Recently in Twitter Category

Last month the Twitterverse declared February 23rd to be Bart Simpson's birthday. Being a lifelong Simpsons fan I thought it was odd that I had never celebrated my yellow friends entry into the world before. The website SplitSider tracked down this erroneous birthday in a very interesting post on their site. (http://splitsider.com/2011/02/the-day-twitter-gave-birth-to-bart-simpson/). I will leave the details to their original post but effectively what happened was a global game of telephone. Ultimately the Chicago Tribune, Nexflix, Rolling Stone, and Columbia College Chicago added an air of credibility to this idea. 

I was reading the article for the upcoming Current Issues Coffee Club - March, 23rd - and wondered if a society grounded in information literacy would spontaneously grant birthday's to our fictional friends?

Twitter for search?

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twitter2.jpgtwitter2.jpg"Why would you want to generate a Twitter-based search of library materials through WorldCat?"

"Keep in mind that this first implementation is more suggestive than an end in itself.  We thought that as it stands, it could be useful in its current form.   Many people use Twitter for reminders or just simple notes to their peers. You may want to share a search with your social network and mark it with another hash tag. Or you might want to store the results in your tweet stream just like bookmarks. You might want save a thought for later work through a mobile device. The point is, people are using Twitter for all kinds of reasons. If libraries can get their data and services into that space, it will bring more users to the library."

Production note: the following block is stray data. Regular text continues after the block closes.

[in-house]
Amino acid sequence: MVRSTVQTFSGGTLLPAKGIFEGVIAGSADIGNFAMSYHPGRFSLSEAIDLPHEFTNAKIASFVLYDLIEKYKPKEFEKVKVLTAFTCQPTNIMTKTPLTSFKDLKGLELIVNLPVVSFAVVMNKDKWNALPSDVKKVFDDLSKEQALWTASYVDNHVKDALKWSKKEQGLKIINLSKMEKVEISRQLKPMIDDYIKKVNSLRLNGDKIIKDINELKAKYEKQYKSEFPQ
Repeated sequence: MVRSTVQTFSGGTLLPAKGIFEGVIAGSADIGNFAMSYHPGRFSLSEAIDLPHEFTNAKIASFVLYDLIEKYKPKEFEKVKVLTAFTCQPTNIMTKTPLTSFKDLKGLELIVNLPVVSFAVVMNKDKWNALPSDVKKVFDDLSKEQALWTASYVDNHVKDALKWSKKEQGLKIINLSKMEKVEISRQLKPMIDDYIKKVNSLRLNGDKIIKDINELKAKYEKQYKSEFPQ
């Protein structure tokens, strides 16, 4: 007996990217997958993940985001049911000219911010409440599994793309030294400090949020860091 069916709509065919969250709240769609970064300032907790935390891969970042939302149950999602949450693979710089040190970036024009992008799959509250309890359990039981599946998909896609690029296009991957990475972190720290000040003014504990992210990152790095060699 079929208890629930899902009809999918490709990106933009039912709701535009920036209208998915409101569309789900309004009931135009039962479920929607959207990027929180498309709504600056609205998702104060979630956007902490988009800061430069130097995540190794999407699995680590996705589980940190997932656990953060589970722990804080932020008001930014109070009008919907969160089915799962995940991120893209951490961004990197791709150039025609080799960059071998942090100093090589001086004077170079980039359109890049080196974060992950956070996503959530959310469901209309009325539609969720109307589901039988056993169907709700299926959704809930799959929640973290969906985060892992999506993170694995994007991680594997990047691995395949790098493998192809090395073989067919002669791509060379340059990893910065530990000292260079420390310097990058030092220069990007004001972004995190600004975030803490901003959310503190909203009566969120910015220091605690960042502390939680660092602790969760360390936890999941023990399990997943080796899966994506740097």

#Ask4Stuff is a new, Twitter-based service that returns a WorldCat search when you send a tweet with the tag #Ask4Stuff.  So if you send the following tweet:

#Ask4Stuff lake erie shipwreck
You'll get a tweet back that says something like:

@YOURNAME A few things about lake erie shipwreck in #Ask4Stuff, check out http://is.gd/cY7gi
Where the link then takes you to the WorldCat.org search result for "lake erie shipwreck." You can even localize the result to a WorldCat Local instance by including the Local library name as another hash tag. Example:

#Ask4Stuff #OSU lake erie shipwreck

Read more: http://community.oclc.org/cooperative/2010/06/sometimes-the-internet-is-just-not-big-enough-for-me.html 

Interesting to see where stuff like this might go--continuation of many ways to do the same thing.  What do you think?

Using Twitter to relive history

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I came across this and I am strangely interested.

"Welcome to TwHistory. We believe that history is filled with exciting stories. We also believe twhistory.jpgthat these stories can be told through Twitter; through the people who lived and experienced them. We go through journals, diaries, letters, and other original sources to deliver the day-to-day lives of people who lived through some of histories most exciting times. We broadcast this information through Twitter, and feel this is a new and exciting approach to understanding history. Instead of reading about a month-long campaign in a few hours, you experience it over the course of a month in small 140 character 'Tweets'."

Examples include:

  • Gettysburg
  • Cuban Missile Crisis

Learn more: http://www.twhistory.com/ or watch a Prezi about it (http://prezi.com/u844gbe1oi34/)


How could this be used in Library instruction?

I wonder if you could modify this so people would take on "types of sources" and have them tweet about what would be published about an event.

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